The term cognitive dissonance refers to the feeling we experience when we notice a gapbetween two attitudes we hold, or between our attitudes and our behavior. Dissonanceit appears is quite unpleasant, so when we experience it we attempt to reduce it. Wecan accomplish this in several different ways:1.
We can change our attitude or our behavior so that these are more consistentwith each other.2.
We can acquire new information that supports our attitude or our behavior.3.
We can engage in trivialization- conclude that the attitude or behavior inquestion are not important.All of these approaches can be viewed as direct ones to dissonance reduction: theyfocus on attitude-behavior discrepancies that are causing dissonance. Research bySteele and his colleagues indicates that dissonance can also be reduced through indirecttactics- ones that leave the basic discrepancy between attitudes and behavior intact butreduce the negative feeling generated by dissonance. According to Steele, adoption of such indirect routes to dissonance reduction is most likely to occur when attitudebehavior discrepancies involves important attitude on self beliefs. Under thesecondition individual experiencing dissonance may focus not so much on reducing thegap between their attitudes and their behavior as on self affirmation- efforts to restorepositive self evaluation that are threatened by the dissonance. Self affirmation can beachieved by focusing on their positive self attributes- good things about themselves.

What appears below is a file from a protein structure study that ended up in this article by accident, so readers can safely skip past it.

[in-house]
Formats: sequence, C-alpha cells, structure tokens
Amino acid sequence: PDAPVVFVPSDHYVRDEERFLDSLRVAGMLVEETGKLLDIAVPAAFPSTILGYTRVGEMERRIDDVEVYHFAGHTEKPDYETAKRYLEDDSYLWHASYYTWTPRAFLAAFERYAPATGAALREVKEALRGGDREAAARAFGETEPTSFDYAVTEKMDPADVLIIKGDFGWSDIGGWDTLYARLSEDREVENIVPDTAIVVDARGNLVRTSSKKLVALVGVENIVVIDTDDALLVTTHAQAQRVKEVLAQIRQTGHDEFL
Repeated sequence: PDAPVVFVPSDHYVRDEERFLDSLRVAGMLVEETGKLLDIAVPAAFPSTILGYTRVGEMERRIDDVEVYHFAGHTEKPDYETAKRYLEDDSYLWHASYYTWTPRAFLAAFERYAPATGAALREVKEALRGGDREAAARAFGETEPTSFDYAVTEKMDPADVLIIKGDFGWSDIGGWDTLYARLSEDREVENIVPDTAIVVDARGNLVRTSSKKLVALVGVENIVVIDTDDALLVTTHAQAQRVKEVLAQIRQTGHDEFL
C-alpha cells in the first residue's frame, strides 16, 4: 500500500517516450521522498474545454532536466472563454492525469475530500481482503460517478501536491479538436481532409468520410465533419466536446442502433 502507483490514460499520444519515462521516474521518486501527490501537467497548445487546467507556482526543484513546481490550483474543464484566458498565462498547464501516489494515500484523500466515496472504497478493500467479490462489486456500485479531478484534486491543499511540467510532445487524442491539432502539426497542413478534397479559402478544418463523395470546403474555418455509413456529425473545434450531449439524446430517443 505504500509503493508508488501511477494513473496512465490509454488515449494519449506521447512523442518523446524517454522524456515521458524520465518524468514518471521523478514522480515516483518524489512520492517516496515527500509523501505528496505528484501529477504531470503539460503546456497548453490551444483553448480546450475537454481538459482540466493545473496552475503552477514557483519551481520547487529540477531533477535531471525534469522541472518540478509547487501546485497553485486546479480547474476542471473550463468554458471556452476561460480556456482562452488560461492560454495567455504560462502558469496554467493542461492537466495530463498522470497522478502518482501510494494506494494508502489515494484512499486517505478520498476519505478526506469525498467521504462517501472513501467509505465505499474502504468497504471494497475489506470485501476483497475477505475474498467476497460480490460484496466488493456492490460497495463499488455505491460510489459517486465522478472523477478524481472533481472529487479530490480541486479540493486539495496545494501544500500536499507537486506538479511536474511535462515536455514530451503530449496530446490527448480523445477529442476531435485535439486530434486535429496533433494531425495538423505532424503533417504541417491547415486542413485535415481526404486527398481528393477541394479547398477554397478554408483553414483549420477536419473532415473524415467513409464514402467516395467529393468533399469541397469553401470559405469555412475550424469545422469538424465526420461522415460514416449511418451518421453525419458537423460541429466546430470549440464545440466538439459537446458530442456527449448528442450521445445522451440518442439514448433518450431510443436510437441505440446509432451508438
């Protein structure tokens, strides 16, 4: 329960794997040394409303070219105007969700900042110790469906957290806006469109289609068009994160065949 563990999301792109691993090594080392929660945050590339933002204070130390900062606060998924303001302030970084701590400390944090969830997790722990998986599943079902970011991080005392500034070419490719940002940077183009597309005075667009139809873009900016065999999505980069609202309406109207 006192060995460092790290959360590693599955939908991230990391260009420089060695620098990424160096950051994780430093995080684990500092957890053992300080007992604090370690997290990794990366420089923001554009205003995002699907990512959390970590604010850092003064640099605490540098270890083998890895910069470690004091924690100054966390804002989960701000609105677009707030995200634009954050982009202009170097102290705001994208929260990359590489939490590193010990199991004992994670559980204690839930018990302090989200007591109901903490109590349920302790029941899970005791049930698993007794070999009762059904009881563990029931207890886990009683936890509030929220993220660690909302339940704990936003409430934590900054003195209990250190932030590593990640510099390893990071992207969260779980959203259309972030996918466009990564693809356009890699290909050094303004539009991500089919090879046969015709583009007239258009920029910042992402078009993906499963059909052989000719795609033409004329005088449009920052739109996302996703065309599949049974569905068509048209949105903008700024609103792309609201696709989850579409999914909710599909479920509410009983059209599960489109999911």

Dissonance and the less-leads-to-more effect-
Dissonance theory also predicts that theweaker the reasons we have from engaging in attitude discrepant behavior- for sayingor doing things inconsistent with initial attitudes- the greater the pressure to changethese attitudes. This is because when we have strong reasons for engaging in attitudediscrepant behavior, we realize that these reasons are responsible for our saying ordoing things inconsistent with our true attitude. As a result we experience very littledissonance. When we have only weak reasons for engaging in attitude discrepantbehavior, however dissonance is stronger and so is the pressure to change our attitudes.Social psychologists sometime refer to this unexpected state of affairs as the less leadsto more effect.
It is the process through which one or more persons attempt to alter theattitudes of one or others.
ersuasion aims only indirectly at changing our behavior.
ersuasion aims first at changing our attitudes; attitude change, it is hoped will lead tobehavior change.
sychologists have learned various facts about persuasion:
xperts are more persuasive than non experts. The same argument carry moreweight when delivered by people who seem to know what they are talkingabout than when they are made by people lacking expertise.
essages that do not appear to be designed to change our attitude are oftenmore successful in this respect than ones that seem intended to reach this goal.In others word, we generally dont trust and generally refuse to be influenced bypersons who deliberately set out to persuade us.